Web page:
• In Medieval II: Total War, spies and assassins are hired from taverns and inns but you can enhance their training by building a Thieves' Guild, which becomes available if you repeatedly hire assassins and spies from that settlement. Interestingly, the game notes that these Guilds are actually built and sanctioned by your government to train agents in not only bypassing but also improving security. As a result, any town with a Thieves' Guild in it becomes notably harder to infiltrate with assassins or spies.
  • These also exist in the Ultima series, and are often necessary to obtain certain critical supplies. The tinker class also seems to function as something of a stand-in for most games' Rogue class.
  • The Department of Shadowy Arts and Crafts, from Kingdom of Loathing.
  • The rogues in Diablo aren't just members of a thieves' guild, they're apparently members of a thieves' religious monastic order. They're also not thieves...
  • In Assassin's Creed II, Ezio has to team up with the Thieves' Guild of Venice. Turns out, their leader, Antonio, is an Assassin himself.
  • Baldur's Gate has one both in BG and SoA, in BG there is even a shoutout to Fritz Leiber as the code word to let <CHARNAME> inside is "Fafhrd". in SoA it is the infamous Shadow Thieves.
  • In World of Warcraft, the city of Stormwind has SI:7, which is kinda like a rogue's guild, but pays its dues to the city and its rulers by acting as its spies and assassins.
  • In Tales of Vesperia there's made mention of the Dark Wings being the Thieves Guild of Terca Lumireis.
  • Guilds for thieves, assassins, and rogues all exist in Ragnarok Online for job-changing purposes, though you don't really see the NPC's working together in large numbers. Hilariously, said members are alarmed when being conversed with Knight/Crusader or Priest/Monk player character.
  • In Gothic II, Thieves' Guild is an Oddly Small Organization that dwells in an Absurdly Spacious Sewer. Lares serves as a One Man Thieves' Guild in Gothic III. Kinda.
  • Seiken Densetsu 3 has the Navarre Thieves' Guild.

Web Comics

  • Haley of Order of the Stick used to be a member of one.
  • The Thieves' Guild in A Modest Destiny, also double as something of an assassins' guild, employ Ninjas, and according to bonus material, were invented to balance out the economy.
  • In Snow By Night, Jassart and Blaise have formed their own little rook guild that has wards, people who pay the rooks so they can keep from getting robbed. One of the reasons the two are going after the Phantom Thief is because the culprit has stolen from their ward, Claudine, as well as the wards of other guilds.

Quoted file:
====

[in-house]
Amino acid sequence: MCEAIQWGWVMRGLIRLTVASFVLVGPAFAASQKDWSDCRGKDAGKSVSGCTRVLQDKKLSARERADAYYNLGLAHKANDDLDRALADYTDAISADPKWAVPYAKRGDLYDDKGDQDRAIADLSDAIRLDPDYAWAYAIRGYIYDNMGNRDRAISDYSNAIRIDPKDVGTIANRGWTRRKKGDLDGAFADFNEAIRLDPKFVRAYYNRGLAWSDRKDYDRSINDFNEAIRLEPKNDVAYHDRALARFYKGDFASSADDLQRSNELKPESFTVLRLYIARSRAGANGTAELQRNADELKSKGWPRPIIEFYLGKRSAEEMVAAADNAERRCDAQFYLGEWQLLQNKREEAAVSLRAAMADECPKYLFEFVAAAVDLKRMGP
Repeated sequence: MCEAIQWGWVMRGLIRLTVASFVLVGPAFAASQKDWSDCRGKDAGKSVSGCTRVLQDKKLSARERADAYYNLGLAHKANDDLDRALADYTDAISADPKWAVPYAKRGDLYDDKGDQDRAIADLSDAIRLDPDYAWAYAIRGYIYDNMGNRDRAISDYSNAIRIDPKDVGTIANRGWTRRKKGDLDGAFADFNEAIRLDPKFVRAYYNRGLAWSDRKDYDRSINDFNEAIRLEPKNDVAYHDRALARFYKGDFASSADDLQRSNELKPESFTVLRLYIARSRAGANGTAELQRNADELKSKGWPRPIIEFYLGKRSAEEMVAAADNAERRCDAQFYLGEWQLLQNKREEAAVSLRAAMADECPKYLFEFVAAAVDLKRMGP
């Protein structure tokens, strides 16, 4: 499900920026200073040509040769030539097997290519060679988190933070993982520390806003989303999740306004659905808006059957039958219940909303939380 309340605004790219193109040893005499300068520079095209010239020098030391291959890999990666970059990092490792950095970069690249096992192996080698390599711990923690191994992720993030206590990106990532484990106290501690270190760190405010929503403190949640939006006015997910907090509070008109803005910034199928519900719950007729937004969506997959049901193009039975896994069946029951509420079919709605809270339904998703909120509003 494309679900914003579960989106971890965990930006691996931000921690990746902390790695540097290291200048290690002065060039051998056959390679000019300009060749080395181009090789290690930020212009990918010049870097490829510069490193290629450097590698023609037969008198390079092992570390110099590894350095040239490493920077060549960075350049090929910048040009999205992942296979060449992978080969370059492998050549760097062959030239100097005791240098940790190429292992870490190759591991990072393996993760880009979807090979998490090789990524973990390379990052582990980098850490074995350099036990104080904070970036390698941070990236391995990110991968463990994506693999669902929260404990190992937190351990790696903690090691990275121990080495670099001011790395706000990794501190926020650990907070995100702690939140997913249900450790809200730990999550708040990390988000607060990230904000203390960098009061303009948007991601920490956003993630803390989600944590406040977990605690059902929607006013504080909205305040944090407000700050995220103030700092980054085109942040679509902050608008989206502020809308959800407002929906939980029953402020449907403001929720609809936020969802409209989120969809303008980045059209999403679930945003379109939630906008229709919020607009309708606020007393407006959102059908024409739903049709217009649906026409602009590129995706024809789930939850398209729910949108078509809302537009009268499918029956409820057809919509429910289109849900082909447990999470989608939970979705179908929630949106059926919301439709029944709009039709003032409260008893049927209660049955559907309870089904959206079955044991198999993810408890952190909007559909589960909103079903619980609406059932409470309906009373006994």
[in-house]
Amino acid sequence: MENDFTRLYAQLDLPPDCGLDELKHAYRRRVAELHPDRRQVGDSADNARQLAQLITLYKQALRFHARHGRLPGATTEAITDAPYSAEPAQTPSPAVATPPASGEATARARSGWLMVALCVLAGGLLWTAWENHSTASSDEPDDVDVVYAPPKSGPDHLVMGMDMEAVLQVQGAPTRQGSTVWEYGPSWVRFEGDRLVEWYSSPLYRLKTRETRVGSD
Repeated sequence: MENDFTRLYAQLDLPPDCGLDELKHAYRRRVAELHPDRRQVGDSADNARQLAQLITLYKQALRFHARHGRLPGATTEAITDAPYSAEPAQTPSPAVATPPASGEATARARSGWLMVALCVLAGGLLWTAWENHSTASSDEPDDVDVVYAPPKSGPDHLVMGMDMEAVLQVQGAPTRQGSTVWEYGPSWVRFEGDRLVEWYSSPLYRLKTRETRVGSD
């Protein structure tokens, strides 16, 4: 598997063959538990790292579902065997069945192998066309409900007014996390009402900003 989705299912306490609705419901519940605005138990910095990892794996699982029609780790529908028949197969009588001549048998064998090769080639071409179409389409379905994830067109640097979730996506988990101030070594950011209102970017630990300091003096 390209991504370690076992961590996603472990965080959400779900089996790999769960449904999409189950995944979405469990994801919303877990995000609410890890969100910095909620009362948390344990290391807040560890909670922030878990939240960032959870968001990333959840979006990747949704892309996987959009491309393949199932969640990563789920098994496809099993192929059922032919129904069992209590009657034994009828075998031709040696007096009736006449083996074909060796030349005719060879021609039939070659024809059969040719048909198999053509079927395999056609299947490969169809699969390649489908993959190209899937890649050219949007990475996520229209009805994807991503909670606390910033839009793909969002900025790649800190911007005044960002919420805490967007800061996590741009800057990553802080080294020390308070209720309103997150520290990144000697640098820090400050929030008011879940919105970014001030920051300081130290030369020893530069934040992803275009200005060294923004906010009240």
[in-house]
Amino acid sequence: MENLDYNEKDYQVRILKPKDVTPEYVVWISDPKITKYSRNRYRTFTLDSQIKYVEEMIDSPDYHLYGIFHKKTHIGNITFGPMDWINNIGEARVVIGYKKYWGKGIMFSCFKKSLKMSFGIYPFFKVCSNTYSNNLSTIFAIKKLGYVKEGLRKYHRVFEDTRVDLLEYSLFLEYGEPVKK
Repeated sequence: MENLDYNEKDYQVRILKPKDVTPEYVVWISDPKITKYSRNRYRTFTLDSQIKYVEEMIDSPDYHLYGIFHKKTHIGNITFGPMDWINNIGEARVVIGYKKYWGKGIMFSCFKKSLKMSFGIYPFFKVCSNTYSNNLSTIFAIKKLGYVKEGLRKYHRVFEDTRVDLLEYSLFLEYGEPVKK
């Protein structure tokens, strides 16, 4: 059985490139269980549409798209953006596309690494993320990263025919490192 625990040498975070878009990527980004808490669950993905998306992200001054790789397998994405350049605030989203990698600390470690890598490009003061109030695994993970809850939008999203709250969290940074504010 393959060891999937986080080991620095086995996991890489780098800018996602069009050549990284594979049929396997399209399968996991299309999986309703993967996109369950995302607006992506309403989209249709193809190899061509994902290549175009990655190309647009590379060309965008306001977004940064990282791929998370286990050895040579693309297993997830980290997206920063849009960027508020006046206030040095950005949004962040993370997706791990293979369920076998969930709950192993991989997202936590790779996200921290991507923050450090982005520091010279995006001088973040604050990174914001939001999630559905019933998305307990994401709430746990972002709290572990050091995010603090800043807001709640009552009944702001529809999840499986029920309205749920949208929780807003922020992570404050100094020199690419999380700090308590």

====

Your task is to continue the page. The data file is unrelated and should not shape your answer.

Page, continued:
• Lampshaded and subverted in Errant Story, where the mercenary guilds in Farrel can work on either side of the law, according to the principle of supply and demand, as Jon explains. This give Sarine a marvelous opportunity to play Deadpan Snarker, which, of course, she puts to good use, only to have Ellis volley it right back to her.

Sarine: Hm ... the same people who train the law enforcement also train the criminals ... what a remarkably efficient system.
Ellis: When you say these things, do you even have trouble sometimes telling whether you're being sarcastic or not?


Web Original

  • Neopets has had one since the early days of the site. Its most prominent appearance was in the Hannah and the Ice Caves plot, where they were the antagonistic side.

Western Animation

  • The Aladdin TV series often features a Thieves' Guild working in Agrabah. One episode had Jasmine trying to steal something to prove herself that she could be a "street rat" like Aladdin. She gets caught by a thief... who then hands her his card and tells her she has 30 days to obtain a Guild permit.

Thief: A mere 50 denari. My card. If you are short we can arrange a payment plan. Good day!


Real Life

  • In Real Life, gangs and organized crime in general fall under this category. In some cases, it's "As long as the people from the wrong side of the tracks don't come over HERE, we leave them alone", and in others, it's "As long as you keep bribing us, we'll let you go," ranging from unspoken to all-but-signed-contract level formality. The Yakuza even have a formalized understanding with the government in some areas of crime.
  • Jonathan Wild at one point secretly controlled almost all criminal activity in London, while publicly being hailed as its leading policeman.